Bill de Blasio (Spencer Platt/Getty Images) Bill de Blasio (Spencer Platt/Getty Images)

A couple of days ago, I asked if New York City Public Advocate Bill de Blasio, candidate for the Democratic nomination for mayor, was a one-poll wonder. Today, the answer is an emphatic no. According to the new Wall Street Journal-NBC4NY-Marist poll, he is now tied (24 percent) with City Council Speaker Christine Quinn, the long-standing front runner, among likely Democratic voters.

We have to be a little cautious here. The sample size is small (355 likely Democratic voters) and the margin of error is a wacky plus or minus 5.2 percentage points. That means former city comptroller Bill Thompson, who garnered 18 percent support, could be tied with them, too.

(The Wall Street Journal)
(The Wall Street Journal)

No doubt Thompson is happy with his standing. But if you’re de Blasio, you’re ecstatic. Polls like this only add to his momentum heading into the Sept. 10 primary. But he’s not just tied with Quinn. The latest survey shows that if de Blasio were to face her in an Oct. 1 run-off, he would grab 44 percent support to Quinn’s 42 percent. He also would beat Thompson in a run-off, 44 percent to 36 percent. But Thompson would best Quinn by 1 percentage point (43 percent to 42 percent).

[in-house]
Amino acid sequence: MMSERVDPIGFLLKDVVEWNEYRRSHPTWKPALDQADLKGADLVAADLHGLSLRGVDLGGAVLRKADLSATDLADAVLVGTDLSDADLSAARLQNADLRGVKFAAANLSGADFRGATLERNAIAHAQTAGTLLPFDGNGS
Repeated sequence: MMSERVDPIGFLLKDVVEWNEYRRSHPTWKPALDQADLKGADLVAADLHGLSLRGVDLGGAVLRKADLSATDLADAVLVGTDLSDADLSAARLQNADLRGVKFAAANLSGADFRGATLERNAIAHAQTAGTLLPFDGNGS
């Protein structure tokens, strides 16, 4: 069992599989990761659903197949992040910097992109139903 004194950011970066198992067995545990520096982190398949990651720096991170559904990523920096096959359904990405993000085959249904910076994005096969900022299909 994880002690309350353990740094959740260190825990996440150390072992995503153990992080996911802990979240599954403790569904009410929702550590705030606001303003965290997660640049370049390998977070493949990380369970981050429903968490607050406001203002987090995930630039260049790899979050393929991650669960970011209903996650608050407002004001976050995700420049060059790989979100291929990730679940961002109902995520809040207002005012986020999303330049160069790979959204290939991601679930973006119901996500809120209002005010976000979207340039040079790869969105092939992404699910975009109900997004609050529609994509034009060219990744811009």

As much as this poll is about the emergence of de Blasio, it is a confirmation of the trouble Quinn appears to be in. Even though her approval rating sits at a respectable 54 percent among Democrats, her unfavorability rating spiked to 32 percent compared to 17 percent in February. Her front-runner status has made her a target of attacks for a while. Her close governing relationship with Mayor Bloomberg hasn’t helped her. Some folks have taken to calling a vote for her a vote for a fourth Bloomberg term. And there is lingering anger in many liberal precincts over her role in overturning the term-limits law that allowed Bloomberg to run for a third term.

Ed Rendell delivered a glimmer of hope for Quinn on MSNBC’s “Morning Joe” today. With 25 days until the primary, the former Pennsylvania governor warned that de Blasio might be peaking too soon. He might be right. This new poll makes him a target for attacks that might drag down his standing. And the focus on him instead of Quinn might allow her to stop the bleeding of support.

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